On hearing that the US Ambassador to the UN, Susan Rice, had taken herself out of the running to be the next Secretary of State, her Russian counterpart in New York, Vitaly Churkin, said he would be asking Moscow for double pay if that meant she was staying at the Security Council for the next four years.
Maybe he was intimating that Ms Rice is an admirable adversary, as the world body tries to bridge divisions on matters as critical as the Syrian civil war and the Iran nuclear stand-off. But Mr Churkin seemed also to be hinting that he finds her insufferable. “Abrasive” is a word often attached to her by people who have worked in her circle.
Ms Rice withdrew from consideration for the job late on Thursday in a letter to President Barack Obama, acknowledging that the flak she had taken from Republicans over statements she made in the wake of the attacks in September on the US consulate in Benghazi meant her confirmation was certain to be a struggle. She met with Mr Obama in the Oval Office yesterday, presumably to be soothed; they are long-time friends.
It may not exactly have been her fault that when she was dispatched to the Sunday TV shows after the attack that killed Ambassador Christopher Stevens with inaccurate “talking points” suggesting that protesters infuriated by an American video insulting Islam had invaded the compound, when it was already clear to many that al-Qa’ida-linked extremists had in fact been responsible.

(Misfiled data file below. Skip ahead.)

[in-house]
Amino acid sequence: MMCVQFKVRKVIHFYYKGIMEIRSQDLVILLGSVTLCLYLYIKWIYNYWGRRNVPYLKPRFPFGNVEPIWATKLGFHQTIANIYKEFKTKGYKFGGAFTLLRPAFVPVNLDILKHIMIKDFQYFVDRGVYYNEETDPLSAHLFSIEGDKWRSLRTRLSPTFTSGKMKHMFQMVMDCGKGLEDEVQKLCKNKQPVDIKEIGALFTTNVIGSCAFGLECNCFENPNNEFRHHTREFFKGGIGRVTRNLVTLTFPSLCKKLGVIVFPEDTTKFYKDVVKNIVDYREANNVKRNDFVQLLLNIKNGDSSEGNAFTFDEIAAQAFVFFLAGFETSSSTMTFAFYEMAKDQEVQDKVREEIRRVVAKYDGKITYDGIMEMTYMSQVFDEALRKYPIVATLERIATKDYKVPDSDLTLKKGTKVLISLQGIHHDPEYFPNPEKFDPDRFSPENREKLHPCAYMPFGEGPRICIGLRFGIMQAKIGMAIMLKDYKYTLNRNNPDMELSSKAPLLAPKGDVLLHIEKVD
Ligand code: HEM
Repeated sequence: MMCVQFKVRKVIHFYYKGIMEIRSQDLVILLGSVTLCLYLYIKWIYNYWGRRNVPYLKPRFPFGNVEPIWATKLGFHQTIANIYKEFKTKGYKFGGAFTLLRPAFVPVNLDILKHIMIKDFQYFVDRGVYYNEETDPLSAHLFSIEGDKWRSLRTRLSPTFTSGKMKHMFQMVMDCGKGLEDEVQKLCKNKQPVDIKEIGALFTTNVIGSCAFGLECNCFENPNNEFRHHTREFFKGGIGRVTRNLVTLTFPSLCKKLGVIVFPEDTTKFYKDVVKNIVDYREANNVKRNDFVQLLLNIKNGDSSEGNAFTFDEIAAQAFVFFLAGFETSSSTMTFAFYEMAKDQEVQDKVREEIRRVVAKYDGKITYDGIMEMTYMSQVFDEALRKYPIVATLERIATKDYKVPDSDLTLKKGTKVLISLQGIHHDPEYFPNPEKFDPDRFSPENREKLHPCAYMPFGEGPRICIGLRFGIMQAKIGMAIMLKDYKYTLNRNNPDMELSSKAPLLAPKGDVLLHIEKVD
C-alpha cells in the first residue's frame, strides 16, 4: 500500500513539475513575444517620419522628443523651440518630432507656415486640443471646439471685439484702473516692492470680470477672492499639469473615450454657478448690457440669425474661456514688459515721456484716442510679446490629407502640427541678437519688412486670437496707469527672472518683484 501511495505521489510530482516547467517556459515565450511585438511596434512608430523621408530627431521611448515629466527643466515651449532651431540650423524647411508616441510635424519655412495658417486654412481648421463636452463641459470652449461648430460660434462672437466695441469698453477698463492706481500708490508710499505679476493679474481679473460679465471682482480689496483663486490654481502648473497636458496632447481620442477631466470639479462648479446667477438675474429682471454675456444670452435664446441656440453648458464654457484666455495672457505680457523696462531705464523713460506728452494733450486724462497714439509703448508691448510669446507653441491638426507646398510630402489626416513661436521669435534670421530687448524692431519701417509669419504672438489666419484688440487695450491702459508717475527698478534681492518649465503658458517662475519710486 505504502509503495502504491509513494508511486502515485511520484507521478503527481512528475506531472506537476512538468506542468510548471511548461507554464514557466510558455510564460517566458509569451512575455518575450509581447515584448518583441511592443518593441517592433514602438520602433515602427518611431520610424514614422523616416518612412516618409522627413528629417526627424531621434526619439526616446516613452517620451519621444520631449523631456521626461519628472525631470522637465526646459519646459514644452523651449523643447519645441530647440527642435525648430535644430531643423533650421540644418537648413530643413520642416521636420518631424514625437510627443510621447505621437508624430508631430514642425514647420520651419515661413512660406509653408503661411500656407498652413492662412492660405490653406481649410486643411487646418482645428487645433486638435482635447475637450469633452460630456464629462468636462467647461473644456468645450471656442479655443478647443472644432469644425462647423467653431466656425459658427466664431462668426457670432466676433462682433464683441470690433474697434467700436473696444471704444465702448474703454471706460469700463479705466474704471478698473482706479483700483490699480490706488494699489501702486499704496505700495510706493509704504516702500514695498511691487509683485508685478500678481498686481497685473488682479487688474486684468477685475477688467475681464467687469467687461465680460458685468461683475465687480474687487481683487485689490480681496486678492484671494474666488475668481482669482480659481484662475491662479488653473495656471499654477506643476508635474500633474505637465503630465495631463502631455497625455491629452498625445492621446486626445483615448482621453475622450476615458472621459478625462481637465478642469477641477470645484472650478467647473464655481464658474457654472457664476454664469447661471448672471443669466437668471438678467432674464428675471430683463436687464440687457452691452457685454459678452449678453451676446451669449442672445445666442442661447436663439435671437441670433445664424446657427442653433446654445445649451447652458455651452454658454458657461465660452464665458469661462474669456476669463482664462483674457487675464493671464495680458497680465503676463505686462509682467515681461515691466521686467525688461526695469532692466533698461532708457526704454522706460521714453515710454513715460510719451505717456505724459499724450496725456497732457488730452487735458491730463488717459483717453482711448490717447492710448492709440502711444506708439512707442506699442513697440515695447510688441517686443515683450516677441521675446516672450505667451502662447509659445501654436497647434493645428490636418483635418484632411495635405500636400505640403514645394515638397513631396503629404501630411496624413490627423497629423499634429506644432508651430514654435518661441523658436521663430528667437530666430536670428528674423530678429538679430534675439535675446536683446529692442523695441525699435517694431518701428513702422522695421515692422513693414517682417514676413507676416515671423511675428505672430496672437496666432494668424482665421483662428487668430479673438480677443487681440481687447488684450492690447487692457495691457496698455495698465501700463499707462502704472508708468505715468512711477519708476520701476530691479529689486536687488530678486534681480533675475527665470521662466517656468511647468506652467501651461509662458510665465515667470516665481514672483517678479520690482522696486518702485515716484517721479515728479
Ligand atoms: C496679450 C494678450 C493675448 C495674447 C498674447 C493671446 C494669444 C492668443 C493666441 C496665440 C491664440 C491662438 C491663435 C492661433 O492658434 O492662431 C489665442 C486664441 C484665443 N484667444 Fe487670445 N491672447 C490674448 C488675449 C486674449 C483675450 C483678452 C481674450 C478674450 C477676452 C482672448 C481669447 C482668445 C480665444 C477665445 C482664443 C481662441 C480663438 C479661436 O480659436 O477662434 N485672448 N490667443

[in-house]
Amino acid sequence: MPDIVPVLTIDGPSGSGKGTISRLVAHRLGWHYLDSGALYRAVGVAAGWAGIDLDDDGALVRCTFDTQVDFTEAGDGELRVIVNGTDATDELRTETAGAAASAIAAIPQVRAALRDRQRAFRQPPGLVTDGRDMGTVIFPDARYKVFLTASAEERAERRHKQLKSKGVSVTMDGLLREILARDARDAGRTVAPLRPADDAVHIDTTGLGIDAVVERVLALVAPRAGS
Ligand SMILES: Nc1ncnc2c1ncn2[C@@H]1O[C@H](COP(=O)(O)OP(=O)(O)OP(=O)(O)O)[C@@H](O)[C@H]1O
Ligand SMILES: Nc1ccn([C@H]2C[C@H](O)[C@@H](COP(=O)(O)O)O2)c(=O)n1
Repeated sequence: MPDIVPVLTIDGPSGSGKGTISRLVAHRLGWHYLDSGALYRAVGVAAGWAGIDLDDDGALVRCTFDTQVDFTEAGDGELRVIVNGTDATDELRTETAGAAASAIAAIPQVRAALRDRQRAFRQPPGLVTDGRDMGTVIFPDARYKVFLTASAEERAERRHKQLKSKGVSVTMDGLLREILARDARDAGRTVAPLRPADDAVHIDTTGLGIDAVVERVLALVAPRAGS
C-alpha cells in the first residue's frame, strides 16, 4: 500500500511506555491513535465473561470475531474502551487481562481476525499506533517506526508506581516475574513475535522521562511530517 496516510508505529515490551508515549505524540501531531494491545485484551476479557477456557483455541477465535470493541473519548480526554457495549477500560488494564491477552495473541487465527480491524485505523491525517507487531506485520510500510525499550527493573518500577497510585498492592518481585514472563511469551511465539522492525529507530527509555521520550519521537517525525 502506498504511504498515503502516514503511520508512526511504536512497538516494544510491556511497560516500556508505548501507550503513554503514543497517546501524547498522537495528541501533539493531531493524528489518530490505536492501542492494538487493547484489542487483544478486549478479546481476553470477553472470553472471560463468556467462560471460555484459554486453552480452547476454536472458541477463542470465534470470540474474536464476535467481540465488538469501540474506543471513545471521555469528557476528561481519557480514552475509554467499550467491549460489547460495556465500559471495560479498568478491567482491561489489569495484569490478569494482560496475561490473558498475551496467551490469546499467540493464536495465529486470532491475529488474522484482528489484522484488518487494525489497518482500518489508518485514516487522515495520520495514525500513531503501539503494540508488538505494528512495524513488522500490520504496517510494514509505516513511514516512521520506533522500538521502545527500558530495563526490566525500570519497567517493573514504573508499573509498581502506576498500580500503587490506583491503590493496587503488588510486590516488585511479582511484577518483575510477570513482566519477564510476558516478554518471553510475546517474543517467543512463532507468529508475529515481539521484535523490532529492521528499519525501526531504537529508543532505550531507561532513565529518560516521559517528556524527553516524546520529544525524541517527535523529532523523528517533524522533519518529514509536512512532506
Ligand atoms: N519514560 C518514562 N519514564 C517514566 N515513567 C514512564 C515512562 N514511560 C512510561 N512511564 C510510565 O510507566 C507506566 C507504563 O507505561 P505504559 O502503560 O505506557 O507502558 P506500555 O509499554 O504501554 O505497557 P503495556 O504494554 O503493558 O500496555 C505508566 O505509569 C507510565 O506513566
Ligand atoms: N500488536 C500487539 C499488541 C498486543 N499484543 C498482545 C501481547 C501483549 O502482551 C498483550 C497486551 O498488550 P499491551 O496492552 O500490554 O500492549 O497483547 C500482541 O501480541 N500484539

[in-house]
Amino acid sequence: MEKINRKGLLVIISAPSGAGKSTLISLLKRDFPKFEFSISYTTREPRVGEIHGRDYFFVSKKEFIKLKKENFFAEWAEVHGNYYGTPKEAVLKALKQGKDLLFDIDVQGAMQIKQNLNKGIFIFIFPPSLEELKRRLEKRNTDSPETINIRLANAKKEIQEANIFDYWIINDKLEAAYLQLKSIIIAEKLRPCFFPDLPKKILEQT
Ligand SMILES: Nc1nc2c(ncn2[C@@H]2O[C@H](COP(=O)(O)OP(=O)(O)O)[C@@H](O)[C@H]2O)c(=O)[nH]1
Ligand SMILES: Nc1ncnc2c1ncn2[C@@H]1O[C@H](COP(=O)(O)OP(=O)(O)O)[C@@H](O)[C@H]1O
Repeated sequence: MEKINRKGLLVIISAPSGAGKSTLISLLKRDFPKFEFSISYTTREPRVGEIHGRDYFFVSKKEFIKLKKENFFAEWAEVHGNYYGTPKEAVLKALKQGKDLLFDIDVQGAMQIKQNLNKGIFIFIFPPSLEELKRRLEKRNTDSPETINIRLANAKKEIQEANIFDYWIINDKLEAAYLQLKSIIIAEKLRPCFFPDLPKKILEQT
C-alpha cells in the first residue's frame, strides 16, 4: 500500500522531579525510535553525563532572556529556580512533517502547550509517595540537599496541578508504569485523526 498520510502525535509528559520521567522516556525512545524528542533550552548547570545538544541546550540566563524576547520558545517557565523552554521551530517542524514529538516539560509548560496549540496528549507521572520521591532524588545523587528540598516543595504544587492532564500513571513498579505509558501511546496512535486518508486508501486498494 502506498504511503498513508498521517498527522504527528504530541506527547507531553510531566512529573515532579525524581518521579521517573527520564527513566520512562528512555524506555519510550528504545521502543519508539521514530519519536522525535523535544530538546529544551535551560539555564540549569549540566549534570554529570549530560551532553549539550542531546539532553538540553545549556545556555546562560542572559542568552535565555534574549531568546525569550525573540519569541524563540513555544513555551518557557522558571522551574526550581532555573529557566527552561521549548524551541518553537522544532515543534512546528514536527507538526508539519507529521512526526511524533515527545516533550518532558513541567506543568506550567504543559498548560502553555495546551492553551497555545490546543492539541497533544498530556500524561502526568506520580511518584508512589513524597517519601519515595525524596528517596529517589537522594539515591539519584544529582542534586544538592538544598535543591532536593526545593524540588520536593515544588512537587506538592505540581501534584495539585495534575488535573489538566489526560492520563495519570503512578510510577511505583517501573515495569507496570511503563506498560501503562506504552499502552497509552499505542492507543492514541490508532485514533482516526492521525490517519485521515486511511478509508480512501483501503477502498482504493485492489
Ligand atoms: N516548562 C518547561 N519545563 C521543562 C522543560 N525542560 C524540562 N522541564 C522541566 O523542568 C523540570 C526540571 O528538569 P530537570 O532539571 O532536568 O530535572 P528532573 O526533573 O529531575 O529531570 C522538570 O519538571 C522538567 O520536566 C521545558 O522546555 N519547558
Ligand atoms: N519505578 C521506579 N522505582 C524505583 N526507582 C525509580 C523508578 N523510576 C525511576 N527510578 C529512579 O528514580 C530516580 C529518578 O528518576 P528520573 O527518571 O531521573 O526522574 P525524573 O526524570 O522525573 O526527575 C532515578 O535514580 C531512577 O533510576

Democrats yesterday expressed horror and indignation at her fate, calling it unfair. Were they really surprised? Washington is a vicious town.
The campaign to block Ms Rice’s nomination, led by senators John McCain and Lindsey Graham, started before the November election and was initially part of an effort to help Mitt Romney and discredit Mr Obama.Then when Ms Rice had the chance to explain herself on Capitol Hill at the end of last month, she blew it.
That was surely when Mr Obama decided to cut her loose. It would be charitable, but probably naïve, to assume that she decided to write the letter without prompting from the White House. The president is stuck in fraught negotiations with the Republicans to avert “the fiscal cliff”, a looming wave of tax increases and spending cuts. The body of Ms Rice was an offering.
True, it means that first blood in the endless Washington war has gone to the Republicans. But the president is playing a longer game, and he has the luxury of a more-than-decent fallback option for Hillary Clinton’s job: Senator John Kerry, the chairman of the Senate Foreign Relations Committee since 2009.
For Ms Rice, there is certain speculation of a considerable consolation prize – National Security Adviser. But enough bad odour has collected around her by now that that seems unlikely. Four more years in New York might be it.